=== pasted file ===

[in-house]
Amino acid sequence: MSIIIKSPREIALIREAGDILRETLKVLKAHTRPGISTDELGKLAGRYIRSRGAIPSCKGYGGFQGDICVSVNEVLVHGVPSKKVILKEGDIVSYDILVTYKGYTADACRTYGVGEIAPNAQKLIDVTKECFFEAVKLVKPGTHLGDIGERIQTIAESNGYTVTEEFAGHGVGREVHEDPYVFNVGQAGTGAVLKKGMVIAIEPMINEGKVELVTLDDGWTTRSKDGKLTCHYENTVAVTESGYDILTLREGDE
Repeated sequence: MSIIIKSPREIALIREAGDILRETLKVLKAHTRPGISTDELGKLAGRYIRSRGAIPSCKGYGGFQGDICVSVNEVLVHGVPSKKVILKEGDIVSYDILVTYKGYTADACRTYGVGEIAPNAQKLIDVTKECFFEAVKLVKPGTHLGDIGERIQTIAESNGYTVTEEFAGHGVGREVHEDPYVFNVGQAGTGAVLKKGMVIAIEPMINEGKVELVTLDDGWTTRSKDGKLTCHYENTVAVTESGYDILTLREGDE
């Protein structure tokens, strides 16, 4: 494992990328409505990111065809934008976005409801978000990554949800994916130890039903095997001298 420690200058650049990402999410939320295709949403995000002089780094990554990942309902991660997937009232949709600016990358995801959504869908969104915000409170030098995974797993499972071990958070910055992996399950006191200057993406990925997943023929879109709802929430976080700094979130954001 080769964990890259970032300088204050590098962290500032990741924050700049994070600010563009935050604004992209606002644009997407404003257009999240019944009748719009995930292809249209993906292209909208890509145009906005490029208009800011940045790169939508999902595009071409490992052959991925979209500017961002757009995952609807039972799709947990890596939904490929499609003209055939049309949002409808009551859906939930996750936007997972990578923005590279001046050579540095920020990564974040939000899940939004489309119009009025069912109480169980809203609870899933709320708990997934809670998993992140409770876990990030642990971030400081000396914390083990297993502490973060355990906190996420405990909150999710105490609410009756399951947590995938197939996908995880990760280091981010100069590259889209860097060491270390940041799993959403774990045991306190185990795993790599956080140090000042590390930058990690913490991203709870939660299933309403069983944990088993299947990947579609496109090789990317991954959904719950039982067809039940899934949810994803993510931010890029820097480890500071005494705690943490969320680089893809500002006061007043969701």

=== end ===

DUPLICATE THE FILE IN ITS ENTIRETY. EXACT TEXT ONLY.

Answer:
[in-house]
Amino acid sequence: MSIIIKSPREIALIREAGDILRETLKVLKAHTRPGISTDELGKLAGRYIRSRGAIPSCKGYGGFQGDICVSVNEVLVHGVPSKKVILKEGDIVSYDILVTYKGYTADACRTYGVGEIAPNAQKLIDVTKECFFEAVKLVKPGTHLGDIGERIQTIAESNGYTVTEEFAGHGVGREVHEDPYVFNVGQAGTGAVLKKGMVIAIEPMINEGKVELVTLDDGWTTRSKDGKLTCHYENTVAVTESGYDILTLREGDE
Repeated sequence: MSIIIKSPREIALIREAGDILRETLKVLKAHTRPGISTDELGKLAGRYIRSRGAIPSCKGYGGFQGDICVSVNEVLVHGVPSKKVILKEGDIVSYDILVTYKGYTADACRTYGVGEIAPNAQKLIDVTKECFFEAVKLVKPGTHLGDIGERIQTIAESNGYTVTEEFAGHGVGREVHEDPYVFNVGQAGTGAVLKKGMVIAIEPMINEGKVELVTLDDGWTTRSKDGKLTCHYENTVAVTESGYDILTLREGDE
């Protein structure tokens, strides 16, 4: 494992990328409505990111065809934008976005409801978000990554949800994916130890039903095997001298 420690200058650049990402999410939320295709949403995000002089780094990554990942309902991660997937009232949709600016990358995801959504869908969104915000409170030098995974797993499972071990958070910055992996399950006191200057993406990925997943023929879109709802929430976080700094979130954001 080769964990890259970032300088204050590098962290500032990741924050700049994070600010563009935050604004992209606002644009997407404003257009999240019944009748719009995930292809249209993906292209909208890509145009906005490029208009800011940045790169939508999902595009071409490992052959991925979209500017961002757009995952609807039972799709947990890596939904490929499609003209055939049309949002409808009551859906939930996750936007997972990578923005590279001046050579540095920020990564974040939000899940939004489309119009009025069912109480169980809203609870899933709320708990997934809670998993992140409770876990990030642990971030400081000396914390083990297993502490973060355990906190996420405990909150999710105490609410009756399951947590995938197939996908995880990760280091981010100069590259889209860097060491270390940041799993959403774990045991306190185990795993790599956080140090000042590390930058990690913490991203709870939660299933309403069983944990088993299947990947579609496109090789990317991954959904719950039982067809039940899934949810994803993510931010890029820097480890500071005494705690943490969320680089893809500002006061007043969701």